My colleague Andrew Sullivan is mighty upset about my suggestion, in this post, that Sarah Palin might not run for president, and by way of welcome to the blogosphere, he unloads both barrels on me. Andrew says I'm "completely wrong, dangerously complacent, and out of touch with profound shifts in media, fundraising and politics."
Well, I think Andrew is profoundly wrong and borderline nuts on this subject--and if he's right, and Palin launches a bid for the White House, his nightmare of a Palin presidency is unlikely to be realized. It's not impossible. Just unlikely. The point of my original post, riffing off this New York magazine piece on Palin's newfound wealth, was that Palin seems more interested in money than politics. The conventional wisdom in Washington--which Andrew has backward--is that Palin will probably run, though this is less a matter of conviction than a vague sense that she craves the spotlight and won't pass it up. My mildly contrarian suggestion was that avarice might lead her instead to become a Glenn Beck-like political-entertainment figure, which would furnish her with a platform, a lifestyle, and a way of avoiding the hard work of running for president (a lot tougher than serving a half term as governor).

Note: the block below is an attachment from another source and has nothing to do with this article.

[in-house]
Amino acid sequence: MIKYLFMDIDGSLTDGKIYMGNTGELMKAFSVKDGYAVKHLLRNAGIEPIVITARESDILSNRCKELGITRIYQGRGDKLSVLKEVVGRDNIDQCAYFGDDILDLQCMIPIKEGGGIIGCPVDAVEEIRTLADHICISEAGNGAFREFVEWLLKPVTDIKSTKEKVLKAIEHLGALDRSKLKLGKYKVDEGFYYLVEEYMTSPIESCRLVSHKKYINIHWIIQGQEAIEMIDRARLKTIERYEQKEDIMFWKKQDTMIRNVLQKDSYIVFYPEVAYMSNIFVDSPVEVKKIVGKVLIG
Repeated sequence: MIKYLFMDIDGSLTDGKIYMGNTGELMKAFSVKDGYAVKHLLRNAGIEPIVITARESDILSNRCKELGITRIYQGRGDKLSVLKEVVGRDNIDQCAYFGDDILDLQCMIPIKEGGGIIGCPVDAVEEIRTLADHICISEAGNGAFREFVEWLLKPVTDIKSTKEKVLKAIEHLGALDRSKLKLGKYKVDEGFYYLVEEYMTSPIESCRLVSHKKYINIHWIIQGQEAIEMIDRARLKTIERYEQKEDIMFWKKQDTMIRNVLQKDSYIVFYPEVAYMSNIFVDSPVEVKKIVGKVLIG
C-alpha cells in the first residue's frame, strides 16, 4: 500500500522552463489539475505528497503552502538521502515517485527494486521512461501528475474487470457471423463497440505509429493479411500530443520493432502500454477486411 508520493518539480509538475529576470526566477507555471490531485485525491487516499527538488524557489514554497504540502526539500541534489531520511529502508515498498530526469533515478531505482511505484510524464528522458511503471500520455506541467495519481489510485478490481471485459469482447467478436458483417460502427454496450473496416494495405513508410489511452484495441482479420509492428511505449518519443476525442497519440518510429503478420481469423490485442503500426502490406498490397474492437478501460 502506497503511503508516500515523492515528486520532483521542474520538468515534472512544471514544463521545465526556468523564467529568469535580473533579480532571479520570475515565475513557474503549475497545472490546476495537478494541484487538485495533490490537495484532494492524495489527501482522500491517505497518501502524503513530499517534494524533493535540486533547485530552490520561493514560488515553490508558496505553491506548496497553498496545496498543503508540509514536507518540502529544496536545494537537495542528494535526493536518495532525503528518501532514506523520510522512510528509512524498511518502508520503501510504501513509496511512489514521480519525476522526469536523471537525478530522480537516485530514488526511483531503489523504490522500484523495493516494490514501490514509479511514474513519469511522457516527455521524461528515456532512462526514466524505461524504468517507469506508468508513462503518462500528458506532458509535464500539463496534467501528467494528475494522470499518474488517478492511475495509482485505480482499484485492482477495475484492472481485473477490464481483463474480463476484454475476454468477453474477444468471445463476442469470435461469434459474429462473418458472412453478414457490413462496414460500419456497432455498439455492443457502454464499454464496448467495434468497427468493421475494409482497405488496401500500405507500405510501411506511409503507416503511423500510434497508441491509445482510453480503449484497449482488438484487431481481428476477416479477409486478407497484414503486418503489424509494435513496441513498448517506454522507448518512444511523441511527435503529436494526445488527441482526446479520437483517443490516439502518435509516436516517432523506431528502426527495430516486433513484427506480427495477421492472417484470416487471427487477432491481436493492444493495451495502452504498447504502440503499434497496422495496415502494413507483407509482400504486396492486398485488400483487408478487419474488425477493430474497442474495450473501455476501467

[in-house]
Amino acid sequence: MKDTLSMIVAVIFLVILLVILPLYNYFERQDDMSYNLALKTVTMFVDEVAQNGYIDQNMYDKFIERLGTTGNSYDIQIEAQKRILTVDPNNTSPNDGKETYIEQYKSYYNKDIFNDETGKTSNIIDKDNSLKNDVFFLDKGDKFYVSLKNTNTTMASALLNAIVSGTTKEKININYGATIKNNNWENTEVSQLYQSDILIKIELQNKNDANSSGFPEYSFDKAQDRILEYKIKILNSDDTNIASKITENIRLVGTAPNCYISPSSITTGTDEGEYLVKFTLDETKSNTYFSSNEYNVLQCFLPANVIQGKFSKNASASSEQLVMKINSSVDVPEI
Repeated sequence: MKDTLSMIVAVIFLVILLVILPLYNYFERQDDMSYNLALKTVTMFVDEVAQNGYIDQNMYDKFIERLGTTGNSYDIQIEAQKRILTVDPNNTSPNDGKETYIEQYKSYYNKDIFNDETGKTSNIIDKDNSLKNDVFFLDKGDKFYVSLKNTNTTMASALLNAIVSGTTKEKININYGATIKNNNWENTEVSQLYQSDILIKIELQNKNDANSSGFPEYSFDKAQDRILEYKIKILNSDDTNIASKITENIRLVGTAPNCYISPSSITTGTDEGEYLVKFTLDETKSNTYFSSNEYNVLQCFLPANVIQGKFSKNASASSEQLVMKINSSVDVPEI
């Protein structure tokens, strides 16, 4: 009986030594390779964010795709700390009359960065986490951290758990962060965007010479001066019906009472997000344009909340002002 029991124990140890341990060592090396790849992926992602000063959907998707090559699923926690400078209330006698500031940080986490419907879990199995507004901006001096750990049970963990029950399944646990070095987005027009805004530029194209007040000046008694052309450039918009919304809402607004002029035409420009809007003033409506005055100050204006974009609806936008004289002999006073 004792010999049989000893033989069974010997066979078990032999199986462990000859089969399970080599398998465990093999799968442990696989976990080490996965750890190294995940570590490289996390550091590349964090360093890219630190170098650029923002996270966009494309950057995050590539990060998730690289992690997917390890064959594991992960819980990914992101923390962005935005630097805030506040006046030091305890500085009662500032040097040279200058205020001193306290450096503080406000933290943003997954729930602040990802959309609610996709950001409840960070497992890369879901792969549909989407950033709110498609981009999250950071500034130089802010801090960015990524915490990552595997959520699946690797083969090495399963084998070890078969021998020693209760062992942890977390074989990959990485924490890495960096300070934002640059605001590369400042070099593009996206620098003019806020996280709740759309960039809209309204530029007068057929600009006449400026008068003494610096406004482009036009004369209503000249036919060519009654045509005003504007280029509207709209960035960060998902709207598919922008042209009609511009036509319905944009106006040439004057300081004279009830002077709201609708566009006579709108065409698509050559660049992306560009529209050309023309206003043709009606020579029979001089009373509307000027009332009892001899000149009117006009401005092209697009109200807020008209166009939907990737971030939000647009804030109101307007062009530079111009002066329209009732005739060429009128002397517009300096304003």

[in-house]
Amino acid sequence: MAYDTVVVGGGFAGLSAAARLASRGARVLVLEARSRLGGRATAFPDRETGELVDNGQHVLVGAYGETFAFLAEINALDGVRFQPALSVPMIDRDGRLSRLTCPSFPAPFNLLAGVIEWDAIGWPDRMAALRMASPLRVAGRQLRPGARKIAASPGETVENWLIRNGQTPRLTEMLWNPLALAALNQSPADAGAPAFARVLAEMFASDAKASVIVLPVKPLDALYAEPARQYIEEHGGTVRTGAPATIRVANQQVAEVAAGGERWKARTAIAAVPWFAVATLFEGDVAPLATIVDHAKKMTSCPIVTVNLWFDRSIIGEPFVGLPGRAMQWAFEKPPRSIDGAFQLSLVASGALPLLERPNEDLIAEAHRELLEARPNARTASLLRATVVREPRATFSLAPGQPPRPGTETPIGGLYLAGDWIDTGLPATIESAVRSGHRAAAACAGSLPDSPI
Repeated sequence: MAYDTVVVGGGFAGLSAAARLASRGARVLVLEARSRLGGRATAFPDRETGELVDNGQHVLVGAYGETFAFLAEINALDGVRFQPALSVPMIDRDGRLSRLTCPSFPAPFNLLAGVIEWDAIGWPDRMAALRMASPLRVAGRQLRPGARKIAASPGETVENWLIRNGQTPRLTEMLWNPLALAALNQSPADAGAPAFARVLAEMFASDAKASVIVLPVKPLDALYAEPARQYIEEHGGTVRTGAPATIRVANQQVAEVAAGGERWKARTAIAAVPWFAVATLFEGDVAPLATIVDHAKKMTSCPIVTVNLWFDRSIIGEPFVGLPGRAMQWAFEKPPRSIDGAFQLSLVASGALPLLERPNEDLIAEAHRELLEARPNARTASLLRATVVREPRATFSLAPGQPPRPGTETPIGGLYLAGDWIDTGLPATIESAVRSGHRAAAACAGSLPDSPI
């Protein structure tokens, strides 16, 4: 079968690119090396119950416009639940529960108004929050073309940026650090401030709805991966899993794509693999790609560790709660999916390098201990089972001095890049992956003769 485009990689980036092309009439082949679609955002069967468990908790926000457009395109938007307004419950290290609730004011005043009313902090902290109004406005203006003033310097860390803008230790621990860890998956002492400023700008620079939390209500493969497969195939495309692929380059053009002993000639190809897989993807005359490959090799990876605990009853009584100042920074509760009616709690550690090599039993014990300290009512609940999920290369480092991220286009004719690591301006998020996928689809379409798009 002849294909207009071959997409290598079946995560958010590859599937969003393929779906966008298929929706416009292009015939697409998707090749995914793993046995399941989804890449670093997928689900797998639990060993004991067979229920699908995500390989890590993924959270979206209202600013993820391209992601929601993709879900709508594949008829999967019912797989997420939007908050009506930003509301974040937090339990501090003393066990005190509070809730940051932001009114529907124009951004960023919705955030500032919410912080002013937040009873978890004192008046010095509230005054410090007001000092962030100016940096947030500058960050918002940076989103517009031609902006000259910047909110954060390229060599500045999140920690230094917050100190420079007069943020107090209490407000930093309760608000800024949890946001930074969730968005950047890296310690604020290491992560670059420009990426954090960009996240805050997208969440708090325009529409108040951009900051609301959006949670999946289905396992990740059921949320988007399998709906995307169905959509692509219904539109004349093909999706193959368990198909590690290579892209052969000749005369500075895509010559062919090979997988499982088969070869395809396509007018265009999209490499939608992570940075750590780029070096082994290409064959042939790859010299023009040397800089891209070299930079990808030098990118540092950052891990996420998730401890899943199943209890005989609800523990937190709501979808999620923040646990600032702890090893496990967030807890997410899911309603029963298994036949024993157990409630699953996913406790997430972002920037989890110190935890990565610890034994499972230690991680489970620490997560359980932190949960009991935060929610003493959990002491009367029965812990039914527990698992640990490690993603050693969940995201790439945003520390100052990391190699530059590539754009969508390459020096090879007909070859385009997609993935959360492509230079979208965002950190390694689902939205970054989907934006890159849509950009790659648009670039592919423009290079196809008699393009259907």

My point was limited to Palin's own motivations and desires. But Andrew's rant doesn't address that--I don't think his worldview allows for the possibility that she might not run. He concerns himself instead with lots of black-helicopter sounding stuff about cynical elites and the "media-ideological-industrial complex" and basically stops just short of accusing Palin of fluoridating the water. But after all that, what Andrew has described is not a force powerful enough to elect a president. He's described (pretty accurately, I might add) elite Washington's view of the Fox News viewership and then imbued it with a lot more importance than it merits. "Add Palin to the mix," he writes, "and you have a whole new machine in American politics--one with the capacity, as much as Obama's, to upend the established order."